This fact sheet is for people who have
This fact sheet provides general information. If you have specific concerns, speak to your healthcare professional for further information and advice.
What are gallstones?
Your gallbladder is a pouch around 10cm long located in the upper right of the abdomen (tummy) – under your liver. Your gallbladder stores bile.
When you eat, the gallbladder squeezes this bile into your intestines to help digest food. Bile is needed by your body to digest fatty foods. Usually, the bile is a liquid, but it can thicken and form lumps, called gallstones. Gallstones can vary in size and number.
Around 80% of gallstones are cholesterol stones while the rest are pigment stones. Lots of people have gallstones and are not aware of them.
Gallstones are very common and produce little or no symptoms in most people. However, gallstones can cause these problems.
Biliary colic: a bout of sudden severe pain in the abdomen when one of the stones moves and gets stuck in the narrow tube (bile duct) coming out of your gallbladder. This causes the gallbladder to squeeze harder to try to push the stone through. The pain can last from minutes to hours. It can be associated with nausea and vomiting but the pain will usually stop if the stone is dislodged.
Cholecystitis: this refers to the thickening or inflammation of the gallbladder when a stone gets completely stuck in the bile duct. Pain from cholecystitis does not usually go away and is often associated with fever. Cholecystitis is a serious condition and requires emergency treatment in hospital.
Treatment for cholecystitis will often consist of pain relief, antibiotics and intravenous fluids while the gut is rested. If not treated, cholecystitis can worsen, and the gallbladder can burst. This is life-threatening. Sometimes people need an operation to remove the gallbladder.
Other problems: gallstones can cause blockages further down the ducts, potentially leading to jaundice (yellowing of the skin), infection of the bile ducts or pancreatitis. Each of these require urgent in-hospital care.
You are more likely to get gallstones:
- as you get older
- if you are pregnant
- on the contraceptive pill
- recently lost weight very quickly.
People who are overweight, lead inactive lives, have diabetes or a family history of gallstones are also at risk.
Gallstones are usually found on ultrasound, however they can be seen with other tests such as computerised tomography (CT) or MRI. Often gallstones are found accidentally when a test is ordered by your doctor for another reason.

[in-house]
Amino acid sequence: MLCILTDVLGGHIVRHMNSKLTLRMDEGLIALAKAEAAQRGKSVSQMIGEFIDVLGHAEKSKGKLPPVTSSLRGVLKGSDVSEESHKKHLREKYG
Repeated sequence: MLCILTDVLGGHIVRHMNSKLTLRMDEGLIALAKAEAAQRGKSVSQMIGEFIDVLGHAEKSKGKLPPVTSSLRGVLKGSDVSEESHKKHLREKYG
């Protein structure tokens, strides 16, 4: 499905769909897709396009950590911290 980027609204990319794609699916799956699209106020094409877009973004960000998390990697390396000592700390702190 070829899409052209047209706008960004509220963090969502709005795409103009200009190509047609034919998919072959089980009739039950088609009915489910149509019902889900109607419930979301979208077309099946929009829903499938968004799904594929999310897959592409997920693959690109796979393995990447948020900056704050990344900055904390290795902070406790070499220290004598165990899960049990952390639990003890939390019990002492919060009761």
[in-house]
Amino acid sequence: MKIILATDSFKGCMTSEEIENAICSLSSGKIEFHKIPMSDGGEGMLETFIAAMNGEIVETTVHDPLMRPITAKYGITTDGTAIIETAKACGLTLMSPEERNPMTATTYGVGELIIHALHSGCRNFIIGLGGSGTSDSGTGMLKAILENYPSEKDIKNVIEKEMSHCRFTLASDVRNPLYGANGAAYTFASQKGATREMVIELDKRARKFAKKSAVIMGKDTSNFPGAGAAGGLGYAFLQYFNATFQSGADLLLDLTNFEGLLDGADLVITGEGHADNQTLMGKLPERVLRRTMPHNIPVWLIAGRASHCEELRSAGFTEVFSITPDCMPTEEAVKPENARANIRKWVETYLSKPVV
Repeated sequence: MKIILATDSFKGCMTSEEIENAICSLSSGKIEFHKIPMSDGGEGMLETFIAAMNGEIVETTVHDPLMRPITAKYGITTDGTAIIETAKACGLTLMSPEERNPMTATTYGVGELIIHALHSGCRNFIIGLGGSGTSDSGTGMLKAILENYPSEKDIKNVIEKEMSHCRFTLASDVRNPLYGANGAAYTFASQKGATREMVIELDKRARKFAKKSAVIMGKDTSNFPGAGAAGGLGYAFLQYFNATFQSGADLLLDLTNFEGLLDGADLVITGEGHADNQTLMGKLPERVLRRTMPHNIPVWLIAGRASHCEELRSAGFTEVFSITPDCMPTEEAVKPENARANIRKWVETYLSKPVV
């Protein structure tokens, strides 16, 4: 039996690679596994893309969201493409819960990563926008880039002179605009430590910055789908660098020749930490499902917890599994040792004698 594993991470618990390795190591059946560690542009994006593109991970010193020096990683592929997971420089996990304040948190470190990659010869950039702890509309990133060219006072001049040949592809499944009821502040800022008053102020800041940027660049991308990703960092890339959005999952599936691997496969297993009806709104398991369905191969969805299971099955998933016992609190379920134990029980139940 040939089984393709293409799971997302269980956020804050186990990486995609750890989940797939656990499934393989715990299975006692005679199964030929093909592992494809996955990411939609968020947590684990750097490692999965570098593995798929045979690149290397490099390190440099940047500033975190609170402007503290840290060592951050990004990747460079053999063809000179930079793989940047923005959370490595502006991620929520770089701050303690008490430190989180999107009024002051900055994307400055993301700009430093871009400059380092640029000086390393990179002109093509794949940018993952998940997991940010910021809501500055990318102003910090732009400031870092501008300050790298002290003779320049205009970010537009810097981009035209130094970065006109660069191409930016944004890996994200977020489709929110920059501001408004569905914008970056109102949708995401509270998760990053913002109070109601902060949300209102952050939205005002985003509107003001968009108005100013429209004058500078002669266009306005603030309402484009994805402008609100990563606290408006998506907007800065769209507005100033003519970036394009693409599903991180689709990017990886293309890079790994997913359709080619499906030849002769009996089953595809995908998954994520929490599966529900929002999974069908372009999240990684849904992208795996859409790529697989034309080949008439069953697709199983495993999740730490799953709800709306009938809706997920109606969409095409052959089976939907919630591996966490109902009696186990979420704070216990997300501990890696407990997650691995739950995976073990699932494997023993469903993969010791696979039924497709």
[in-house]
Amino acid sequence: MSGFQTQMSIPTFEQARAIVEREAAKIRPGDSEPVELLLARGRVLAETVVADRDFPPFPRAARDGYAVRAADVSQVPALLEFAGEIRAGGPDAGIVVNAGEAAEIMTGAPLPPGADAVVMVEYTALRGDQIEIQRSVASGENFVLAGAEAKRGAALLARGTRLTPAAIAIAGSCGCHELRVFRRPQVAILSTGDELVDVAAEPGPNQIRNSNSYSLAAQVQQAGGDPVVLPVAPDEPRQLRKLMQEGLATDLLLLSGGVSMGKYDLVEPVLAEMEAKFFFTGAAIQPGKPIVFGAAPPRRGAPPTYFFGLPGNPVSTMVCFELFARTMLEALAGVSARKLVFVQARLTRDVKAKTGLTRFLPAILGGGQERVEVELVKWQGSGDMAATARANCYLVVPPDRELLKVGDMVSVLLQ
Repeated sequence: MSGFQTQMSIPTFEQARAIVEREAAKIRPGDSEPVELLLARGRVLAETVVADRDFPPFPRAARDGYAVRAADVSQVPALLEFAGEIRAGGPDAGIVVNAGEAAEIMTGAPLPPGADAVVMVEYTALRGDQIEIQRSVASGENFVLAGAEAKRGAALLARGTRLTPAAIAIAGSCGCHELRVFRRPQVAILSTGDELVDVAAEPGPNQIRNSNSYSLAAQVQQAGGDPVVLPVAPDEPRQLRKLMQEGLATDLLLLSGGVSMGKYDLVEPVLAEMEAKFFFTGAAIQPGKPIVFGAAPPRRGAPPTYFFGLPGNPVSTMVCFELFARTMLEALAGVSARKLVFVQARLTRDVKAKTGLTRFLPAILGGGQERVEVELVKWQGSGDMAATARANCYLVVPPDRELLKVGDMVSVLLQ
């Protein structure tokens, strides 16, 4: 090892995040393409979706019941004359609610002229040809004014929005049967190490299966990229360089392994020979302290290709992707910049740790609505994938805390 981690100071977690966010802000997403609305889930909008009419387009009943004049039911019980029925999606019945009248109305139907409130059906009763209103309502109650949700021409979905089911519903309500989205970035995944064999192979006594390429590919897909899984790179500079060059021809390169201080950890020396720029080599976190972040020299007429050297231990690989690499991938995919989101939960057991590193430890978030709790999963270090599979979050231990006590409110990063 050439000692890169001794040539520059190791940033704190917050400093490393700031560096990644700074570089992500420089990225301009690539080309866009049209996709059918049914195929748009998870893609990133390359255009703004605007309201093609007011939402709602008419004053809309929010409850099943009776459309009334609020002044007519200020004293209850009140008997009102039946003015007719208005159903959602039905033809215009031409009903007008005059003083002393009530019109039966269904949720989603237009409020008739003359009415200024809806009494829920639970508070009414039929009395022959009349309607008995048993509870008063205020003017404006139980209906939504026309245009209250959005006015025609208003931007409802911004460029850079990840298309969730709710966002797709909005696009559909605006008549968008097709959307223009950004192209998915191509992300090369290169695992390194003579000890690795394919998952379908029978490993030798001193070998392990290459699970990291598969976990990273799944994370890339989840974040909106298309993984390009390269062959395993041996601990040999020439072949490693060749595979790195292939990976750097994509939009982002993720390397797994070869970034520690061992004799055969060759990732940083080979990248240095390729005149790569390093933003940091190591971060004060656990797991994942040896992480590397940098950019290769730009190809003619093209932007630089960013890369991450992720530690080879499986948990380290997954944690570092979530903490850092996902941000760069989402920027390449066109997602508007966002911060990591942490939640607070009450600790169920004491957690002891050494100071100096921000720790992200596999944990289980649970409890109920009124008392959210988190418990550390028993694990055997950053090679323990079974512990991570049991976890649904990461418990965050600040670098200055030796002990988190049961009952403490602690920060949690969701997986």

Unless they are causing problems, gallstones require no treatment. However, sometimes other options, including surgery, must be considered.
Surgery is recommended as the best treatment for people with recurrent painful gallstones. It is best done as keyhole surgery, known as laparoscopic surgery. However, you may need to have open surgery if your case is more complicated.
You can have a healthy life without your gallbladder and nine out of 10 people find that their gallstone pain goes away after surgery.
Many people have surgery to remove their gallbladder.
Your doctor will discuss the risks as well as alternatives available to you.
If you are trialling non-operative therapy or are on the waiting list for surgery, there are steps you can take to reduce the chance of having further painful episodes or suffering from other complications of gallstones. These include:
- eating a healthy, balanced diet that includes lots of fruit and vegetables
- gradual weight loss aiming for a healthy weight (avoid crash diets)
- drinking plenty of fluids to keep hydrated
- limiting the amount of caffeine and alcohol you drink
- keeping a diary of food and symptoms to help you identify trigger foods
- avoiding fatty foods and excess oils when cooking as these make the gallbladder squeeze and can bring on a painful episode.
What to expect
You should see your doctor if you have pain that:
- is not controlled using simple, pain-relieving medications, like paracetamol or ibuprofen
- does not go away after a few hours
- is associated with a fever
- stops you eating and drinking normally.
In a medical emergency call an ambulance – dial triple zero (000). If you have any concerns, see your local doctor or healthcare professional. If this is not possible return to the emergency department or urgent care centre.
For more information
|Evidence informed||Based on rapid evidence check of grey literature, and where there is no research, based on clinical expert consensus.|
|Collaboration||Developed in collaboration with the Agency for Clinical Innovation (ACI) Emergency Care Institute members and the ACI Surgical Taskforce.|
|Currency||Due for review: September 2027.|
Accessed from the Emergency Care Institute website